Christian Coalition is a noble group

In Gerome Rothman’s op-ed piece titled “CRs alienate diverse GW community” (Oct. 7, p. 5), he comes to the conclusion that the GW College Republicans attendance at the Christian Coalition conference was an insult to the student body as a whole. We could not disagree more with such an unfair statement.

The Christian Coalition is one of the largest and most effective grass-roots political organizations in America. The goals of the Christian Coalition include strengthening the family, protecting innocent human life, returning education to local and parental control, easing the tax burden on families, defending the institution of marriage, punishing criminals and defending victims’ rights, and protecting religious freedom – even in the classroom. This organization has every right to meet and create a forum in which politicians and attendees alike (who do not have to be Christian) can discuss their shared values and beliefs.

Rothman proceeds to label Christian Coalition President Pat Robertson as a “dangerous man.” Robertson founded the Christian Coalition as a pro-family citizen action organization to impact public policy on a local, state, and national level. What makes this different from Jesse Jackson’s Rainbow Coalition or Patricia Ireland’s National Organization of Women? Each of these organizations has a powerful leader. Maybe Mr. Rothman considers Robertson “dangerous” simply because he does not share the same beliefs.

Of course we legitimized the Christian Coalition conference. Road to Victory ’99 featured six Republican presidential candidates, House and Senate Republican leadership, and many conservative commentators and intellectuals. Where else can college students go and meet the leaders of our great party? The strong affiliation the Christian Coalition has with the Republican Party made this event an interest to the GW College Republicans. Our members attended willingly and enthusiastically.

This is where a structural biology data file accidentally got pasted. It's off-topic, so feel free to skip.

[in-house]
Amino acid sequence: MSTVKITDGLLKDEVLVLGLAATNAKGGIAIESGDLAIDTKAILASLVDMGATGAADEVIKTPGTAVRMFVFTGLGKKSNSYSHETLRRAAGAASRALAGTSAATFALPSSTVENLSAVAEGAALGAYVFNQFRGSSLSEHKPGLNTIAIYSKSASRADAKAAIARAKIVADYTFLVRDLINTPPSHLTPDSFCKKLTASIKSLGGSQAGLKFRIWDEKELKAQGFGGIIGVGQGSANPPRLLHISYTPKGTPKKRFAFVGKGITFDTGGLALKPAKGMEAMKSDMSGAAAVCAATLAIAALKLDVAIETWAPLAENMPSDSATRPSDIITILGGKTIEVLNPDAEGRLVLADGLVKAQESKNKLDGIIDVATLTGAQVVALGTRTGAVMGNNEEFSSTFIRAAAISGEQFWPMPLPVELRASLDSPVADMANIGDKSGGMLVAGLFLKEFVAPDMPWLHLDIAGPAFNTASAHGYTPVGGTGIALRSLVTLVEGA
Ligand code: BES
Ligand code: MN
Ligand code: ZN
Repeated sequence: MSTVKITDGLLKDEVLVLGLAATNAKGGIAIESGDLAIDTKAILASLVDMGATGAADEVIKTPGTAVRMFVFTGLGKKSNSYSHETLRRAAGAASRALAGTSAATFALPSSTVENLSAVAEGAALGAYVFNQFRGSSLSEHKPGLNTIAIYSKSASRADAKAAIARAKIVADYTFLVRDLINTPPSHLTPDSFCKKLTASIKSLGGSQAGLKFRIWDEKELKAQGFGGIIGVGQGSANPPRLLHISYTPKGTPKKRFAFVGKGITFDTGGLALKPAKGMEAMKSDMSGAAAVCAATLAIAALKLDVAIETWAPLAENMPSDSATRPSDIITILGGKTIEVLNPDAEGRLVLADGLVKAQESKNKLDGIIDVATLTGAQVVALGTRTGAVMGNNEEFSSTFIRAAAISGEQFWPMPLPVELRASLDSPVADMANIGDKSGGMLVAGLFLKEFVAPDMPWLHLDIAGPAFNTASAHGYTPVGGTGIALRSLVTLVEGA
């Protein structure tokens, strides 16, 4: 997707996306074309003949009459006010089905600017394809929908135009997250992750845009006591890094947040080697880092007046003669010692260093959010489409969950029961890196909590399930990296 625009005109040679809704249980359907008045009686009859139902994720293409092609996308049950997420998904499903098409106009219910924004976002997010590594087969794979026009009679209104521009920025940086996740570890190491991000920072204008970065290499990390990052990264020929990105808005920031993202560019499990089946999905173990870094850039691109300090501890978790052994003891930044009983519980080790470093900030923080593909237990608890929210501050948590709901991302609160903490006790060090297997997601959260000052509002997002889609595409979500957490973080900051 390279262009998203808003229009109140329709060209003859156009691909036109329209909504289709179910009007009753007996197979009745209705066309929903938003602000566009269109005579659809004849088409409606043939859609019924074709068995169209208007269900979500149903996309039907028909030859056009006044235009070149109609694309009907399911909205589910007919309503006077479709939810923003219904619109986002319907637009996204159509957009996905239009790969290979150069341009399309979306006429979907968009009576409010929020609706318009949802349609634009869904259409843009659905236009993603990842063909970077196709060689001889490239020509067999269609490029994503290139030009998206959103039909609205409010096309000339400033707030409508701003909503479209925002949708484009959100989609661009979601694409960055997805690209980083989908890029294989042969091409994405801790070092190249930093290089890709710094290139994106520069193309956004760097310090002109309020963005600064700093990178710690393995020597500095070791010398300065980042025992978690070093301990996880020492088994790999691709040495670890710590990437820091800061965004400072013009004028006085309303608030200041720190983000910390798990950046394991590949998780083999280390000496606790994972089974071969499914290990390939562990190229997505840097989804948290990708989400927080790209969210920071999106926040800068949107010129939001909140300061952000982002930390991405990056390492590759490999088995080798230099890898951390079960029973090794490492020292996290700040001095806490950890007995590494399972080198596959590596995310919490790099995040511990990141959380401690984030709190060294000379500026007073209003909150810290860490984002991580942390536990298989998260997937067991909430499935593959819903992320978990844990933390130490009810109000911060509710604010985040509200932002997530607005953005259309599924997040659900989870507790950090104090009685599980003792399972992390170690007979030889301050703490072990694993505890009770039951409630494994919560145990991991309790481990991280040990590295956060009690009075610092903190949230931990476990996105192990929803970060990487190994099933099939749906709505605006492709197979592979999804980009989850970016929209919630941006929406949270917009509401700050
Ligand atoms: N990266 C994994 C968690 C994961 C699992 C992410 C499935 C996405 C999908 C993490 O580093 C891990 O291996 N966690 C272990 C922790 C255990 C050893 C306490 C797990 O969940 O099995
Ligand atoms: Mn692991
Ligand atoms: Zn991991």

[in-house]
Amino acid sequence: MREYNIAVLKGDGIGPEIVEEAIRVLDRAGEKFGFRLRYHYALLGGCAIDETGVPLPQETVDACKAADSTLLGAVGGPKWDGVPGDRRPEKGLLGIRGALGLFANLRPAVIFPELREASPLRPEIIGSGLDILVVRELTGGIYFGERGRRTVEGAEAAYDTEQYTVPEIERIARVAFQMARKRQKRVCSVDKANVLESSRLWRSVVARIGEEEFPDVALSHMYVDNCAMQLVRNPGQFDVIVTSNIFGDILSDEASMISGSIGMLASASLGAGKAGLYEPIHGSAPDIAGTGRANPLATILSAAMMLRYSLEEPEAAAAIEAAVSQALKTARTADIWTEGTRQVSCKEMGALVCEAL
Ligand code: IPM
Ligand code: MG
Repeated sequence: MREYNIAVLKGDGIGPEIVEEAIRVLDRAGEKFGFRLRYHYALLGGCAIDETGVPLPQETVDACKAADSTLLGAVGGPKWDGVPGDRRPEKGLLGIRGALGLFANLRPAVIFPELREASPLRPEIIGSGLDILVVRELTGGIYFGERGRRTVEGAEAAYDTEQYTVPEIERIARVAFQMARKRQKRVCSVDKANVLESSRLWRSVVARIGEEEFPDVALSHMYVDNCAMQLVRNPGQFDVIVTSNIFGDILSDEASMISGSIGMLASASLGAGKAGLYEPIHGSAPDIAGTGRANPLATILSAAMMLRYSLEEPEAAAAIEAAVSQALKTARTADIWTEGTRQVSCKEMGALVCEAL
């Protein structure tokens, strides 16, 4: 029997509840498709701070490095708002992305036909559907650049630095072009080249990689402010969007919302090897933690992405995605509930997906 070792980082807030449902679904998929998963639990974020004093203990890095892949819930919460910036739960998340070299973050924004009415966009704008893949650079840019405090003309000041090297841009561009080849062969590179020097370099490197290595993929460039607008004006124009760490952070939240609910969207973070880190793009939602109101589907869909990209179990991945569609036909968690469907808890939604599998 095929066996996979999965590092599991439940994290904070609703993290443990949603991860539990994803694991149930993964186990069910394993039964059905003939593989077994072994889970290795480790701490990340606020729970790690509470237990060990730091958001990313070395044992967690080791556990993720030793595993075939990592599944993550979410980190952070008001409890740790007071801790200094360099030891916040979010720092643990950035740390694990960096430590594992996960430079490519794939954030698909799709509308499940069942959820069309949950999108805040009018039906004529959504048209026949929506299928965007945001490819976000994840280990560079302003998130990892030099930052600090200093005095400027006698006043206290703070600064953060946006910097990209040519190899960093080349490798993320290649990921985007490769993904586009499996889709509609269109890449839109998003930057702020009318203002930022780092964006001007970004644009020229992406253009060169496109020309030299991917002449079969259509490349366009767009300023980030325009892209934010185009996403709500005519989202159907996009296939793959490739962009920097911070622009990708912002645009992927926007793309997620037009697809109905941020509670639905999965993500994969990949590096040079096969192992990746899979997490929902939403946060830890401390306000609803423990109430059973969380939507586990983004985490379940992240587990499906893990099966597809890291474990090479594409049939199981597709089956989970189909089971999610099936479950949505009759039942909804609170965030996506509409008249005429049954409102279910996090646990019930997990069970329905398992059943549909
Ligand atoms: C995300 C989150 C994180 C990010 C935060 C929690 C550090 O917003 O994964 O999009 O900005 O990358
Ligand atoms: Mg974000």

Our purpose was to give our members a chance to hear the presidential candidates and make their own decisions for the 2000 election. If Rothman had joined us, he too would have had the opportunity to meet Elizabeth Dole. He too would have been able to listen to Governor George W. Bush’s explanation of “compassionate conservatism.”

It is our hope that this clears up any misconceptions about the Christian Coalition and the intentions of the GW College Republicans. Our members had a great experience at the conference, and many already have asked that we reserve them a ticket for next year.

If Rothman would like, the GW College Republicans would be more than happy to reserve him a ticket, too. Then he can draw his own conclusions based on first-hand experience instead of being yet another example of the fixation with the “vast right-wing conspiracy.”

-The writer is chairman of the GW College Republicans.

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